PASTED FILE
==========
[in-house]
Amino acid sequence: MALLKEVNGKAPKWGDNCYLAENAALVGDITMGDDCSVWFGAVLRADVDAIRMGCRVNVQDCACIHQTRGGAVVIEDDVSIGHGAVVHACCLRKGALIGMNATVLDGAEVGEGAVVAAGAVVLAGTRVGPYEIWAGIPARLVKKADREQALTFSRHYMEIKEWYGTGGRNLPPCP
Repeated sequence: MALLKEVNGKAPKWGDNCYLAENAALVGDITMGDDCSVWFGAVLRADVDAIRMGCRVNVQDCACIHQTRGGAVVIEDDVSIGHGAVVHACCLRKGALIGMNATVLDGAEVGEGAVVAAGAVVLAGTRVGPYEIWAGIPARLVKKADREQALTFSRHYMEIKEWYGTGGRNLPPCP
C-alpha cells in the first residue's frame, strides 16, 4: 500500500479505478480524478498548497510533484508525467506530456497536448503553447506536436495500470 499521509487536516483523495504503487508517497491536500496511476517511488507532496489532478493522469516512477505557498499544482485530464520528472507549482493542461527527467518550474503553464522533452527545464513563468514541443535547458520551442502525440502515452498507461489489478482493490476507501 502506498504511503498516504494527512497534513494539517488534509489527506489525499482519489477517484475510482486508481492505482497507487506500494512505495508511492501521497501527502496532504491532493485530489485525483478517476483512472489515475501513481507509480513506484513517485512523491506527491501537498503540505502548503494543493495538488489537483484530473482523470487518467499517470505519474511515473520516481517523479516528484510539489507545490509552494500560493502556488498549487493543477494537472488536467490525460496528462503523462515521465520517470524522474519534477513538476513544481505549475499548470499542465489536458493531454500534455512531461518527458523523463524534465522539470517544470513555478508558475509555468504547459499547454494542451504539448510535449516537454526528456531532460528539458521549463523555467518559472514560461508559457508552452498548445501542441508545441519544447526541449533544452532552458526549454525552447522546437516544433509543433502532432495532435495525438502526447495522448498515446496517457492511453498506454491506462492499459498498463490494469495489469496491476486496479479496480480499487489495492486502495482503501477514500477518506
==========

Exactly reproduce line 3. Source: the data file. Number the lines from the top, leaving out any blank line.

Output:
Repeated sequence: MALLKEVNGKAPKWGDNCYLAENAALVGDITMGDDCSVWFGAVLRADVDAIRMGCRVNVQDCACIHQTRGGAVVIEDDVSIGHGAVVHACCLRKGALIGMNATVLDGAEVGEGAVVAAGAVVLAGTRVGPYEIWAGIPARLVKKADREQALTFSRHYMEIKEWYGTGGRNLPPCP